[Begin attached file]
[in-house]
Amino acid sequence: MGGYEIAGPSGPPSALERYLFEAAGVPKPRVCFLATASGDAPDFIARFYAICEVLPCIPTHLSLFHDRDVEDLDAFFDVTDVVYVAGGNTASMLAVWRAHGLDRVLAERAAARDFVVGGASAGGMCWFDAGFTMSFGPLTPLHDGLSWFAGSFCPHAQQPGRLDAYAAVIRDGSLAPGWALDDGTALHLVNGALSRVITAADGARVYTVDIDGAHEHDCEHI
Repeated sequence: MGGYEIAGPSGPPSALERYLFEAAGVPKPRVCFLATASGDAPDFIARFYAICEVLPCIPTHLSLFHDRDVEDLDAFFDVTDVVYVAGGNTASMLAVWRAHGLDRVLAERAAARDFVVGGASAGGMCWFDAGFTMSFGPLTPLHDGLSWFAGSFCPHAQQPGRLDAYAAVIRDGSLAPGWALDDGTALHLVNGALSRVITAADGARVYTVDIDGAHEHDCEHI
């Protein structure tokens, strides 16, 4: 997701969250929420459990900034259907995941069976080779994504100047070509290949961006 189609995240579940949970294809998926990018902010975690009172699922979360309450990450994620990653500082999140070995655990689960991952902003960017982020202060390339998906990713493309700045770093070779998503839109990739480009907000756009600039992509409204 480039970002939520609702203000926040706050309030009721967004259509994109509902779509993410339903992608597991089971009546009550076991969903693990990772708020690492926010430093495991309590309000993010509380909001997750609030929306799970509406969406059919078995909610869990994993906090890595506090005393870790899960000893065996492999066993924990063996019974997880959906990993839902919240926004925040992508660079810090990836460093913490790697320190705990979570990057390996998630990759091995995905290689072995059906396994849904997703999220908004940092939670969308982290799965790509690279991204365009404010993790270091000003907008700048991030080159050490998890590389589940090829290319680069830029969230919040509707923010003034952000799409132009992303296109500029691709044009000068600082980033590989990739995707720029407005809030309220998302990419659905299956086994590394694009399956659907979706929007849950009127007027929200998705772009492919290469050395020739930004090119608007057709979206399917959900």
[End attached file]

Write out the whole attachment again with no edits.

[in-house]
Amino acid sequence: MGGYEIAGPSGPPSALERYLFEAAGVPKPRVCFLATASGDAPDFIARFYAICEVLPCIPTHLSLFHDRDVEDLDAFFDVTDVVYVAGGNTASMLAVWRAHGLDRVLAERAAARDFVVGGASAGGMCWFDAGFTMSFGPLTPLHDGLSWFAGSFCPHAQQPGRLDAYAAVIRDGSLAPGWALDDGTALHLVNGALSRVITAADGARVYTVDIDGAHEHDCEHI
Repeated sequence: MGGYEIAGPSGPPSALERYLFEAAGVPKPRVCFLATASGDAPDFIARFYAICEVLPCIPTHLSLFHDRDVEDLDAFFDVTDVVYVAGGNTASMLAVWRAHGLDRVLAERAAARDFVVGGASAGGMCWFDAGFTMSFGPLTPLHDGLSWFAGSFCPHAQQPGRLDAYAAVIRDGSLAPGWALDDGTALHLVNGALSRVITAADGARVYTVDIDGAHEHDCEHI
């Protein structure tokens, strides 16, 4: 997701969250929420459990900034259907995941069976080779994504100047070509290949961006 189609995240579940949970294809998926990018902010975690009172699922979360309450990450994620990653500082999140070995655990689960991952902003960017982020202060390339998906990713493309700045770093070779998503839109990739480009907000756009600039992509409204 480039970002939520609702203000926040706050309030009721967004259509994109509902779509993410339903992608597991089971009546009550076991969903693990990772708020690492926010430093495991309590309000993010509380909001997750609030929306799970509406969406059919078995909610869990994993906090890595506090005393870790899960000893065996492999066993924990063996019974997880959906990993839902919240926004925040992508660079810090990836460093913490790697320190705990979570990057390996998630990759091995995905290689072995059906396994849904997703999220908004940092939670969308982290799965790509690279991204365009404010993790270091000003907008700048991030080159050490998890590389589940090829290319680069830029969230919040509707923010003034952000799409132009992303296109500029691709044009000068600082980033590989990739995707720029407005809030309220998302990419659905299956086994590394694009399956659907979706929007849950009127007027929200998705772009492919290469050395020739930004090119608007057709979206399917959900």